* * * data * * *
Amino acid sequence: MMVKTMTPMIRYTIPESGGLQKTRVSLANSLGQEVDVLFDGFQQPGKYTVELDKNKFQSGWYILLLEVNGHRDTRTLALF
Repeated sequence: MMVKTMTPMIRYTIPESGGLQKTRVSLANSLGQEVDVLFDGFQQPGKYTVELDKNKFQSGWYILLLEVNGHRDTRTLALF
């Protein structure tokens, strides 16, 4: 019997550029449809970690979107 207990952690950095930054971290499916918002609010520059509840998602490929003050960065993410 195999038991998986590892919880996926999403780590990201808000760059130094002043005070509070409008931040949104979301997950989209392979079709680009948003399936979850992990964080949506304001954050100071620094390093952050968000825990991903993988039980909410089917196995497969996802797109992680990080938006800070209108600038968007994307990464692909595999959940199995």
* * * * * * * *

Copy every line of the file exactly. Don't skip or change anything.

Amino acid sequence: MMVKTMTPMIRYTIPESGGLQKTRVSLANSLGQEVDVLFDGFQQPGKYTVELDKNKFQSGWYILLLEVNGHRDTRTLALF
Repeated sequence: MMVKTMTPMIRYTIPESGGLQKTRVSLANSLGQEVDVLFDGFQQPGKYTVELDKNKFQSGWYILLLEVNGHRDTRTLALF
């Protein structure tokens, strides 16, 4: 019997550029449809970690979107 207990952690950095930054971290499916918002609010520059509840998602490929003050960065993410 195999038991998986590892919880996926999403780590990201808000760059130094002043005070509070409008931040949104979301997950989209392979079709680009948003399936979850992990964080949506304001954050100071620094390093952050968000825990991903993988039980909410089917196995497969996802797109992680990080938006800070209108600038968007994307990464692909595999959940199995």